In a study focused on supply chain resilience released last year by Supply Chain Canada, in partnership with York Region, one of the key recommendations for manufacturers from experts and relatable for all businesses was to “secure systems and data against cyberattacks.”
Earlier this year, Telus conducted a study on ransomware attacks with a staggering finding that 83% of Canadian businesses surveyed reported attempted attacks and 64% indicated they had experienced one. The good news is there are many simple steps that can be taken now to increase the digital security of your company. These easy actions are important to do as the severity of ransomware and other cyber threats continues to increase.
Recently, ESET, an industry-leading IT security software and services company for businesses and consumers worldwide moved its Canadian headquarters to Markham, York Region.
Tony Anscombe, Chief Security Evangelist for ESET, has over 20 years of security industry experience and is an established Author, Blogger, and Speaker on the current threat landscape, security technologies and products, data protection, privacy and trust, and Internet safety.
His speaking portfolio includes industry conferences RSA, CTIA, MEF, GlobSEC and Child Internet Safety (CIS). He has been quoted in security, technology, and business media, including BBC, the Guardian, the Times and USA Today, with broadcast appearances on Bloomberg, BBC, CTV, KRON and CBS. Anscombe has served on the board of MEF and FOSI and held an executive position with the Anti-Malware Testing Standards Organization (AMTSO).
As October is Cybersecurity month, Mr. Anscombe offered to share simple, but important steps that any business can take to improve their knowledge around digital security for their business. From identifying the signs of a hack to potential risks and doubling down on digital security, here’s what Tony had to share with businesses across York Region.
How To Tell If Your Computer Has Been Hacked
There are many ways your computer can become compromised and even despite best efforts it can happen to the best of us. There are telltale signs to be aware of that can help you mitigate and deal with a cyber-attack right away.
If you begin to experience occurrences like this your computer may have been hacked:
- Your computer begins running much slower than you’re used to
- The webcam turns on by itself
- New toolbars appear on your browser or random icons appear on your desktop
For more information on these and other telltale signs, continue reading the full article here.
Identifying Potential Security and Privacy Risks
Being at the forefront of technology can bring great advantages to your business, but with every new tool or device you add it is important to identify potential security risks. Knowing what these devices are storing is critical to not only protect your business, but your supply chain partners, customers, and anyone else who may engage with these devices. Securing your business’ data weak points is an ongoing process that should be done proactively. Here is a more in-depth article on how to identify where your business data may need security improvements.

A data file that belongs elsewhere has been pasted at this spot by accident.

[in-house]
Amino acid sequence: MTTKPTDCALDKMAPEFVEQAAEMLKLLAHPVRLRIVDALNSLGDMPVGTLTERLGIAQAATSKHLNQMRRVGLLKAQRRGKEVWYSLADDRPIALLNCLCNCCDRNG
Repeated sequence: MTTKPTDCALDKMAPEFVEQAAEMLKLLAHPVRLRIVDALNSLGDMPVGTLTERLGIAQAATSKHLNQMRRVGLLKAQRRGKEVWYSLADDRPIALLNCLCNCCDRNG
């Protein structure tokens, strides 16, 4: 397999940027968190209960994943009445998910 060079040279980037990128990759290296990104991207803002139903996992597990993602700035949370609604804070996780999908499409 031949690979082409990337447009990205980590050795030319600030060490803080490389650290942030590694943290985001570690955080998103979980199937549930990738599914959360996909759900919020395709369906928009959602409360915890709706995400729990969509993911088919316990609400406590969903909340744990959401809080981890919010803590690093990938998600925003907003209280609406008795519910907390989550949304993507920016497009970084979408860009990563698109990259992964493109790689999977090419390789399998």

Doubling Down on Your Security with 2FA/MFA
As working habits have changed since the pandemic and working remotely has surged in popularity, the devices being used by your business are now accessing many networks, some may not be as secure as in your office. That doesn’t mean you need to adjust your remote work policies, but rather, ensure that employees are enabling an extra layer of protection known as 2-Factor Authentication or Multi-Factor Authentication. This simple step has been proven to increase device security. With two or more authentication pieces required to login you can stop hacking attempts even if your password was obtained.
Putting it All Together – Trust Nothing, Verify Everything
Zero-trust in today’s technology environment is about instilling the idea of analyzing all of your tech-related systems and processes with a holistic view of the entire digital environment, regardless of location; on-premise, remote, cloud, who owns it, who may be using it, etc. In short, trust nothing and verify everything.
In the world of zero trust the business needs to give more thought to what systems truly need to be accessed for the employee’s function, from what devices and which locations, possibly even extending to limits on access based on the time of day. This shift in thinking needs to be business wide, not just a concept that the IT security team advocate for; there needs to be endorsement from the C-level down, throughout the entire organization.
October is Cybersecurity Month in Canada, for more information and programs, resources, and other information to help your business become cybersafe visit: getcybersafe.ca